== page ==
The Battle of Litanga opened up the month of May, with RUF forces attempting to take the town and its surroundings from government troops. The battle lasted for two weeks, with the RUF eventually pushing out government troops. The Nationalist Front also began to shell positions of the government, attempting to prepare for an advance. June was marked with heavy jungle fighting and low level skirmishes across all fronts, as well as increased fighting between the Democratic Army and Nationalist Front. Very few major advances were made during this month; however, momentum for the RUF was increasing in the south. July opened up with a new RUF assault on government troops, centered around the south-west. The offensive was very successful, and lasted three months, expanding RUF control and allowing them to reach the coast. The RUF also began to expand east, launching attacks on government troops that way. By the end of summer, no large-scale changes of territory occurred, although clashes did continue.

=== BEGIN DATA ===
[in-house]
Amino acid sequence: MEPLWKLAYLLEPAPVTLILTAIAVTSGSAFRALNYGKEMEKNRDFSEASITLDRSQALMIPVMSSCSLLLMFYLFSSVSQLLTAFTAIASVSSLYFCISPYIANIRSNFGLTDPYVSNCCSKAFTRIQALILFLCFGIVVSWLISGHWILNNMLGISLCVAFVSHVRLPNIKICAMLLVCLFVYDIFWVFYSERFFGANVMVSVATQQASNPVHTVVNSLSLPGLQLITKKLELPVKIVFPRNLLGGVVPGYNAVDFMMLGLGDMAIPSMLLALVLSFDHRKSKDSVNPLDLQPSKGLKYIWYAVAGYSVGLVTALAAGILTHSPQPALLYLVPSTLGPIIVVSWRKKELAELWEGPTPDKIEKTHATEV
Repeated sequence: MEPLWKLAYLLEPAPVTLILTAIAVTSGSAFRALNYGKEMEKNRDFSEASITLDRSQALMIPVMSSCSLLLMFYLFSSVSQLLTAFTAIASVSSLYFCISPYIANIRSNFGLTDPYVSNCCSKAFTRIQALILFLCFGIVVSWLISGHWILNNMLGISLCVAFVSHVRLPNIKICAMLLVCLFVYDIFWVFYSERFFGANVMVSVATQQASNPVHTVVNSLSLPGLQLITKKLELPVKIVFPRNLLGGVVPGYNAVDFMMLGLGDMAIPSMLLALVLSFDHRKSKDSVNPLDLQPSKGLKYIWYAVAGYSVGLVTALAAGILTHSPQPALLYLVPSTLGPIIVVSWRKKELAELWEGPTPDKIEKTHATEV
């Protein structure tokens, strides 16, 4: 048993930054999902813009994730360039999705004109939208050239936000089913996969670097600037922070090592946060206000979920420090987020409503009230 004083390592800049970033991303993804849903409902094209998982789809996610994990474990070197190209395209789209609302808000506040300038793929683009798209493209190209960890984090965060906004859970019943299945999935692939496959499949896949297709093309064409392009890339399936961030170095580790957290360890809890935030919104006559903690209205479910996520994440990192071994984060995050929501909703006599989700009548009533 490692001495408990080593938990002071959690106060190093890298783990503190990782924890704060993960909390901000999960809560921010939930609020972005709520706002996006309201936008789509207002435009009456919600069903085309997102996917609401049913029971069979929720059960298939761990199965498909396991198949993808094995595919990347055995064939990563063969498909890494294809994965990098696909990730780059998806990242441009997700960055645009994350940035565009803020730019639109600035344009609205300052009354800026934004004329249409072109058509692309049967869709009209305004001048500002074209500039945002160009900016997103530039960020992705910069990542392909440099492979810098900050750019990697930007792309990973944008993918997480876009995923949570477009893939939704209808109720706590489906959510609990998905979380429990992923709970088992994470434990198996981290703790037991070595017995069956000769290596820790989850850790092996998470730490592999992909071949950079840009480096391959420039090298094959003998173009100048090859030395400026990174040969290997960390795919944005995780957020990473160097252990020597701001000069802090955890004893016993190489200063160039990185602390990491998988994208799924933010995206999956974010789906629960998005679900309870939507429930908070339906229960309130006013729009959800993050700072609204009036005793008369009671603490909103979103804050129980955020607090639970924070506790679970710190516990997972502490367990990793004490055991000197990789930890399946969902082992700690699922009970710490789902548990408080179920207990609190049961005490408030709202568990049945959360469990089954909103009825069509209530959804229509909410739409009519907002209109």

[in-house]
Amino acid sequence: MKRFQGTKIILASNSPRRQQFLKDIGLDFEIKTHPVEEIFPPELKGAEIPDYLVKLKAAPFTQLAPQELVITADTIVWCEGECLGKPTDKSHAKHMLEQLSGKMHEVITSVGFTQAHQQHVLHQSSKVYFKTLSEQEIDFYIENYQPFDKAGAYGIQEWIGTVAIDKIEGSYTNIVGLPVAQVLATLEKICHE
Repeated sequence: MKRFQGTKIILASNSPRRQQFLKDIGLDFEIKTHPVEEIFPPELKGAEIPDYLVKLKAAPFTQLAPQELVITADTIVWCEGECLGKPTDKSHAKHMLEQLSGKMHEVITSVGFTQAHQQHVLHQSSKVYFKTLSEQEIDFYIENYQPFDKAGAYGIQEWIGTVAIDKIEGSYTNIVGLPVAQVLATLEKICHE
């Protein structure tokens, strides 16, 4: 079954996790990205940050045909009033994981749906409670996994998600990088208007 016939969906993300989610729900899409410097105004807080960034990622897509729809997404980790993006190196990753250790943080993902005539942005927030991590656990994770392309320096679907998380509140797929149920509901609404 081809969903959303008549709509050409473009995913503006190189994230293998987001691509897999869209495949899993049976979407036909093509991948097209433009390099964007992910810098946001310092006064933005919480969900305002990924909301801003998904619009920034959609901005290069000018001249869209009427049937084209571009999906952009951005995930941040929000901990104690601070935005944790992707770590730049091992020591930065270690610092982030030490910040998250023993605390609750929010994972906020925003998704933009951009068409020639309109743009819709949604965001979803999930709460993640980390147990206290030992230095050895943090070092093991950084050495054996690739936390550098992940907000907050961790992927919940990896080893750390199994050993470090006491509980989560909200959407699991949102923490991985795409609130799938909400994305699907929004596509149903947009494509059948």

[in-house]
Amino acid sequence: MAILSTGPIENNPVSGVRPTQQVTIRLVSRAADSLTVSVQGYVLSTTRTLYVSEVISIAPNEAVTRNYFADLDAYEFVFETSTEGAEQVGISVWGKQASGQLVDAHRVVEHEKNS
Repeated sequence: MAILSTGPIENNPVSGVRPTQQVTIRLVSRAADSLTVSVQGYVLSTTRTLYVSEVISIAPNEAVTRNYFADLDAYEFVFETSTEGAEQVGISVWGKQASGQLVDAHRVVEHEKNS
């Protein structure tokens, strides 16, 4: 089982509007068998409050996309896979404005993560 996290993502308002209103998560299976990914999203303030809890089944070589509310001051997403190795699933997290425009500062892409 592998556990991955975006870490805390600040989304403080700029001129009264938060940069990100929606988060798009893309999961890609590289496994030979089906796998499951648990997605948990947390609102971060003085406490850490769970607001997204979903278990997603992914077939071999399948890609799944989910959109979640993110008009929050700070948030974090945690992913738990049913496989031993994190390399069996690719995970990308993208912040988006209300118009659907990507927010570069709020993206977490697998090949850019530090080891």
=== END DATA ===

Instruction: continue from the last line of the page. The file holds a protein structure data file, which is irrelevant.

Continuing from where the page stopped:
The last major action that occurred in 1999 was a government attack on RUF forces near the southwestern coast in November, pushing them back several miles, to the outskirts of a town known as Nikindu. This would begin the Battle of Kamango, which lasted into the new year.
The Battle of Kamango ended in mid January, with the government forces being repelled from the city. This caused the RUF to gain additional momentum, pushing government troops back along the coast. The Nationalist Front launched several attacks against the Democratic Army throughout February, and additional clashes occurred between the NF and government troops. February ended with the Lyoan National Air Force bombing rebel positions along the front lines, and the beginning of a government offensive against the Democratic Army. This offensive came to an end in mid March, following the beginning of the Spring Offensives, a series of large scale offensives by all three rebel armies throughout the Spring.